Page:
- Falsification or misrepresentation related to the admission process
Negligence of the Code of Conduct is not a defense, as students are expected to know what constitutes a violation.
How Loyola School of Law Handles Academic Misconduct
Academic and other misconduct cases start at Loyola School of Law when the Associate Dean of Administration receives a report of a suspected violation. The Associate Dean notifies the accused student, and if the student denies the charges, the Associate Dean will launch an investigation.
The Associate Dean of Administration, the Assistant Dean for Student Affairs, and the Student Services Coordinator may assist with the investigation. They will speak with both the accused student and witnesses to gather information. If the investigation proves there's not sufficient evidence for the charge, they dismiss the case. If the evidence supports a charge, the Associate Dean will forward the case to a hearing board.
The accused student will go before a Hearing Board, which includes three faculty members and two students from the School of Law. At the hearing, the accused student and School of Law administrators can present evidence and call witnesses. Witnesses may present evidence as well, as the hearing is informal and not bound by rules of evidence or court procedures.
If the Hearing Board finds clear and convincing evidence of a Code of Conduct violation, the Board must then decide on sanctions. The Board determines guilt and decides sanction by a majority vote. During the hearing, accused students must represent themselves, but they are allowed to have a non-participating advisor with them.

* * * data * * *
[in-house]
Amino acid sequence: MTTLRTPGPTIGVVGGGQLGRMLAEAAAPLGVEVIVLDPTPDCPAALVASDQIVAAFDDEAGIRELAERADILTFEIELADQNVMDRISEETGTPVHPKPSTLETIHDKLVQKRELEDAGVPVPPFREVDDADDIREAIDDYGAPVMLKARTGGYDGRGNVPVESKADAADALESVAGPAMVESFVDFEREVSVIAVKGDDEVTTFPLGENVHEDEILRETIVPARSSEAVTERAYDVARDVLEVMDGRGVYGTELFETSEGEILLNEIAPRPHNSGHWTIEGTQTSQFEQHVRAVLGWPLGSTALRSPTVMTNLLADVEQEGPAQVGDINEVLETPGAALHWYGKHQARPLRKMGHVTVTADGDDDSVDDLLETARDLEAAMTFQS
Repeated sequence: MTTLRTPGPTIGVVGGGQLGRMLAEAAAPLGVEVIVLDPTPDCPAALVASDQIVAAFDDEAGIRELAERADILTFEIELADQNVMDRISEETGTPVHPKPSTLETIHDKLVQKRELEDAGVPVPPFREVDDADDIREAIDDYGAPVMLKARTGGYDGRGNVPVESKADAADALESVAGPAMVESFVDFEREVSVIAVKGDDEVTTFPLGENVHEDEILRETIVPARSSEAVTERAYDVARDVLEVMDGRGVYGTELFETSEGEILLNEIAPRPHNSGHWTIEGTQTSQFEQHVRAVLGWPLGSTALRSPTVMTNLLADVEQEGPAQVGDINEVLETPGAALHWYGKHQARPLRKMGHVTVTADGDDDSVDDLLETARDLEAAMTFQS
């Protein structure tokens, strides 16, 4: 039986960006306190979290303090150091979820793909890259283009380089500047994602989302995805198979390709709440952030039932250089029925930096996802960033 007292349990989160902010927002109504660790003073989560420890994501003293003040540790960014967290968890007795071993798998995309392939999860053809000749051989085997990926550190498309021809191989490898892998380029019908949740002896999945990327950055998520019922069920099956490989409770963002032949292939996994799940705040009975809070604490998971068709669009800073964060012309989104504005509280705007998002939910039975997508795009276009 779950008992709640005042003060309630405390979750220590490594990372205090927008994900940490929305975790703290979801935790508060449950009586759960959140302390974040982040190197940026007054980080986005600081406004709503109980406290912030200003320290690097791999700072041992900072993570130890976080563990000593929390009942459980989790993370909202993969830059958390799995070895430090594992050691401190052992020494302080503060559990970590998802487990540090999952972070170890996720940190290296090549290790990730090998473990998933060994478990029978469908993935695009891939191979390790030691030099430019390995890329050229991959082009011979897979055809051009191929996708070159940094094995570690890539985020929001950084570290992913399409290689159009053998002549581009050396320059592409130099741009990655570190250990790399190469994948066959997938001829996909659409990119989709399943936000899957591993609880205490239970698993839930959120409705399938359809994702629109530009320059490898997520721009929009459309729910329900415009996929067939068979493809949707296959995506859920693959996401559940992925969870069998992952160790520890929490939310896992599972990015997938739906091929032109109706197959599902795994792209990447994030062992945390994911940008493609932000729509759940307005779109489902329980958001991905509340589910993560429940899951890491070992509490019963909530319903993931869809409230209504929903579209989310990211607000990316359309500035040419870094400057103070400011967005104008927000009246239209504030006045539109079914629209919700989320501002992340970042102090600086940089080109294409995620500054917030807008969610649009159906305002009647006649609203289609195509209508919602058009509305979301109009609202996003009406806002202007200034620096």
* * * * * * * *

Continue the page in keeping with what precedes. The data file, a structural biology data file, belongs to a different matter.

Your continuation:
Students can appeal a decision of the Hearing Board with the Dean of the Law School by sending a formal request within seven days of the Board's decision. The Dean will consult with the Chair of the Hearing Board and can approve, modify, or reverse the decision and sanction of the Board. The Dean's decision is final.
Sanctions for Code of Conduct violations include but are not limited to:
- Permanent expulsion
- Expulsion with the right to reapply
- Revocation of an offer of admission
- Revocation of degree
- Official reprimand with a report in the student's permanent file
- Failing grade in the exam or course
- Forfeiture of awards or scholarships
- Probations from receiving awards
What Can a Student Defense Attorney-Advisor Do?
If you are facing an allegation of misconduct at Loyola School of Law, you have a lot at stake. An experienced attorney-advisor can help you prepare for the investigation and your hearing and can help coach you on questions to ask your witnesses. They can also review the University's policies to ensure your rights are protected throughout the process. Ultimately, an experienced attorney-advisor will do everything possible to work towards a fair process and a favorable outcome.
Joseph D. Lento has helped hundreds of law students across the country in academic and professional misconduct cases with their colleges and universities. If you want to protect your future as a lawyer, call the Lento Law Firm today at 888-535-3686.